Wednesday, 2 January 2019

The frailty of modern technology (and my ego)

Mrs FVM can certainly take a flattering photo
Katy and GM4FVM enjoying the Hogmanay celebrations.
Least said about that the better.

"Lose some weight you doughball" might be the least said then.

Moving on.

I feel that modern solid state power amplifiers are a weak point when it comes to being "brittle". They break easily. It is not surprising as we expect so much of them. We push them to their limits, we expect them to be sold a low prices and yet we also expect the highest level of reliability from them. They are generally made by the second-string producers, the big three having more or less backed out from this sector (maybe because of the reliability issues). So probably I can expect these things to have short lives and need regular repairs.

Or maybe I just break them.

Maybe I am careless with these fiddly devices. I could say that, but regular readers here know that I have had the same experience with good old solid reliable valve ones too.

Could it be my fault? Nay, surely not.

When my latest 2m linear arrived just 9 months ago and I placed the Microset SR-200 into reserve. I meant to fix it at some stage. Why did I not fix the Microset? I have just found, having a reserve that does not work is rather like not having a reserve at all.

Yes, to add to the list which already contains the 6m linear, my main Gemini 2m linear has also developed a fault. SWR trips when there is no SWR problem. As it is only 9 months old it has been packed off back to the maker and so I dug out the Microset. Surprisingly, having sat in the cupboard for 9 months it has not fixed itself.

Discussing it with John, G1VVU, he immediately suggested power starvation. Of course! Why did I not think of that. I am a chump. One of the DC supply leads looks the worse for wear. It turns out that is not the fault (John was just making a suggestion), but I certainly blamed myself for a basic error. Basic errors I can do well.

So what is the fault with the Microset? We don't know. Investigations continue. Perhaps I should put it back in the cupboard and see if another 9 months will help.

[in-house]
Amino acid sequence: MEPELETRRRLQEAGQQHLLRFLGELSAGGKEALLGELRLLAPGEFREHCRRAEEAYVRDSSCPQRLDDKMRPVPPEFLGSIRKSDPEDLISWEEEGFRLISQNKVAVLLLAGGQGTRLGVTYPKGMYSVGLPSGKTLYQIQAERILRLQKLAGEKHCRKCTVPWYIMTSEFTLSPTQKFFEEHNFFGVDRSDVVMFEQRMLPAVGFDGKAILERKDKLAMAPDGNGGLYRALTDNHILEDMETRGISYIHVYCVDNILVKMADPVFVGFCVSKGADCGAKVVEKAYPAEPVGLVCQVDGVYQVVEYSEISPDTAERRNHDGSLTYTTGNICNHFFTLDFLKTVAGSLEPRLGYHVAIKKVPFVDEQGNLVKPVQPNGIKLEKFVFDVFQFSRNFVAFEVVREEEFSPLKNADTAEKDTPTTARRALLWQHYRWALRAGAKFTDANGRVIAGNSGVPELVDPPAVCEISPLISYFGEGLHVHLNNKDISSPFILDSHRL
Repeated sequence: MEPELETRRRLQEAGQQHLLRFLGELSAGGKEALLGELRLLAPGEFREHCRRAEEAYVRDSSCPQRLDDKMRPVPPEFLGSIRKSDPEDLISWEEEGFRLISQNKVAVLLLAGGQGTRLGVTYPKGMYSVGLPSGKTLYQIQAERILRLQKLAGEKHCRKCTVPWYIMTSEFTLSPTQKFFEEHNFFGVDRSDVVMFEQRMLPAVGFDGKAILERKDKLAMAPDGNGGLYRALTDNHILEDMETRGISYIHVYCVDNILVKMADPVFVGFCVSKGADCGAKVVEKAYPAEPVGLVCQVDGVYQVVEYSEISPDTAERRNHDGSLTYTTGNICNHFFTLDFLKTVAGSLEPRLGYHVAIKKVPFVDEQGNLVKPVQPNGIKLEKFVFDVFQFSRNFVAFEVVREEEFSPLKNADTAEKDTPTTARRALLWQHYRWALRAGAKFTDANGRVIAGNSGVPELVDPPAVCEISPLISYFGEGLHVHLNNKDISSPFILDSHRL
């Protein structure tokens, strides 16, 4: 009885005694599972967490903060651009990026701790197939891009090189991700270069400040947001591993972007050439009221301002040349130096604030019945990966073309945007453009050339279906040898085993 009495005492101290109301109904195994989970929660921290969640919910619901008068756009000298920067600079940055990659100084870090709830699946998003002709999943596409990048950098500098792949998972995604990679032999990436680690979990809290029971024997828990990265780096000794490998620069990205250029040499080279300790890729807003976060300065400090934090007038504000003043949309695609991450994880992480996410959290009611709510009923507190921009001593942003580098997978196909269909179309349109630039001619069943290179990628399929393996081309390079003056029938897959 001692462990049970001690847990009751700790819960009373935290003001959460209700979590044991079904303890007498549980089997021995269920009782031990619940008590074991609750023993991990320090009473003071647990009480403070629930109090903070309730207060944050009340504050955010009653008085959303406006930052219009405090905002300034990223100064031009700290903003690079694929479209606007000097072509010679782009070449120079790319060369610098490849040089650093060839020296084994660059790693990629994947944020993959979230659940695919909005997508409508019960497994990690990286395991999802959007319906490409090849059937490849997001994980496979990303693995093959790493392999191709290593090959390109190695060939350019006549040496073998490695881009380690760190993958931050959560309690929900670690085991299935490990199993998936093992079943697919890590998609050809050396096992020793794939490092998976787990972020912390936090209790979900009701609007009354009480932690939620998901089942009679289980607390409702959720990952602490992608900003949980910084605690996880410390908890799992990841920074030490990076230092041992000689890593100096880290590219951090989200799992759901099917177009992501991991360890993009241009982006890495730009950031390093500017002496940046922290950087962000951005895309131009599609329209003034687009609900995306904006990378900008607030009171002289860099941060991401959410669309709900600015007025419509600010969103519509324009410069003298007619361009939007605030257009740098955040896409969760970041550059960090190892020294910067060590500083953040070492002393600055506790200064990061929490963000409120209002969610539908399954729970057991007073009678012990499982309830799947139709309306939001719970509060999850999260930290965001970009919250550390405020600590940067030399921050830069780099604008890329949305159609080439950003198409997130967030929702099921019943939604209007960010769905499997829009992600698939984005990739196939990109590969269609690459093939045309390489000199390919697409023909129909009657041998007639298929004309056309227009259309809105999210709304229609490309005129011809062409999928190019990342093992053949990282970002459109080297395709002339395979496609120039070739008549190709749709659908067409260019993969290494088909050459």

Leaning against the wall on the other side of the shack is the 6m linear. I should be fixing that too. But wait a minute, I decided to do without it for a while and working barefoot seemed OK on 6m. Why not just stick with barefoot on 2m for a while longer?

So, with 50 watts I venture onto 2m FT8 ...
144MHz FT8 contacts at GM4FVM 29 Dec 2018 to 2 Jan 2019
Well, maybe there was a bit of a lift on, but 50 watts of 144MHz seems to be OK really.

Click the images as usual if you need more detail.

I also wondered what 95 watts of FT8 on 70cms would do ...
432MHz FT8 contacts at GM4FVM 29 Dec 2018 to 2 Jan 2019
I am pleased with that. Working France on any VHF band is very good for me, but F6DBI (IN88) on 432MHz it is a bit special, and at 833km not bad on UHF in any sense. I worked the same station on 2m this week (three times actually), and I would have been happy with that. As it turned out, F8DBF (IN78 at 849km) and F6APE (IO97 at 949km) on 2m are not shabby either.

OK, I am making a meal of this. My linear amplifiers are really just here to get stations to turn their beams towards me. In almost every case, 50 watts is fine, and usually much less is enough. Living rather out of the usual line stations beam in, I find a bit more umph is handy to get them to turn their antennas and beam at me. I live in the south east corner of IO85 square, and that is not where most stations think Scotland belongs. If they are already pointing at me, barefoot is plenty.

Having no linear certainly rules out moon bounce on 2m - but I am still active on 70cms, and this past few days I have worked Germany (first time on EME) and Switzerland (first time on 70cms by any means). 95 watts - Phew! - QRO for now.

Yes I will get those linears back into action soon. In the meantime, I am very happy to go along with what I have.

Sometime I must tell you how 2 watts on HF is doing for me - rather well in fact.




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